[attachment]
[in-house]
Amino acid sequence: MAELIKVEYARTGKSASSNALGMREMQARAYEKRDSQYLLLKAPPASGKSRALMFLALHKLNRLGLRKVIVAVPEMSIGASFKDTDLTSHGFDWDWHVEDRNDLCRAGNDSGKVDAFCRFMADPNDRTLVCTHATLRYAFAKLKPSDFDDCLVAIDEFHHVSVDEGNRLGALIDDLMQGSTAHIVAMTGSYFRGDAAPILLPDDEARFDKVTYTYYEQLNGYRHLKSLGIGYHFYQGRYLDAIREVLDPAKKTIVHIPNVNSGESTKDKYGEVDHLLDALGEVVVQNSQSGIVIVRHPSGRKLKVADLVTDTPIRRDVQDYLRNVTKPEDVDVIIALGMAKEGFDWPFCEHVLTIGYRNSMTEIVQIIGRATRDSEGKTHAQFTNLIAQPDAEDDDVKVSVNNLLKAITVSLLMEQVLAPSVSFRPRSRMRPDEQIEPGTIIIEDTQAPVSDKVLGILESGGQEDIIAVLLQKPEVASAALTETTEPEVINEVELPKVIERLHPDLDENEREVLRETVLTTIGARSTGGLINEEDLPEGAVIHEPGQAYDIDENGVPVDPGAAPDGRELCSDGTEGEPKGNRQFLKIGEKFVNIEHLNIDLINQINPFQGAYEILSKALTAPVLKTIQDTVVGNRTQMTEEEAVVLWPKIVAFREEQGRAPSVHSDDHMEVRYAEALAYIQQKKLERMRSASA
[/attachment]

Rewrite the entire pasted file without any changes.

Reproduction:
[in-house]
Amino acid sequence: MAELIKVEYARTGKSASSNALGMREMQARAYEKRDSQYLLLKAPPASGKSRALMFLALHKLNRLGLRKVIVAVPEMSIGASFKDTDLTSHGFDWDWHVEDRNDLCRAGNDSGKVDAFCRFMADPNDRTLVCTHATLRYAFAKLKPSDFDDCLVAIDEFHHVSVDEGNRLGALIDDLMQGSTAHIVAMTGSYFRGDAAPILLPDDEARFDKVTYTYYEQLNGYRHLKSLGIGYHFYQGRYLDAIREVLDPAKKTIVHIPNVNSGESTKDKYGEVDHLLDALGEVVVQNSQSGIVIVRHPSGRKLKVADLVTDTPIRRDVQDYLRNVTKPEDVDVIIALGMAKEGFDWPFCEHVLTIGYRNSMTEIVQIIGRATRDSEGKTHAQFTNLIAQPDAEDDDVKVSVNNLLKAITVSLLMEQVLAPSVSFRPRSRMRPDEQIEPGTIIIEDTQAPVSDKVLGILESGGQEDIIAVLLQKPEVASAALTETTEPEVINEVELPKVIERLHPDLDENEREVLRETVLTTIGARSTGGLINEEDLPEGAVIHEPGQAYDIDENGVPVDPGAAPDGRELCSDGTEGEPKGNRQFLKIGEKFVNIEHLNIDLINQINPFQGAYEILSKALTAPVLKTIQDTVVGNRTQMTEEEAVVLWPKIVAFREEQGRAPSVHSDDHMEVRYAEALAYIQQKKLERMRSASA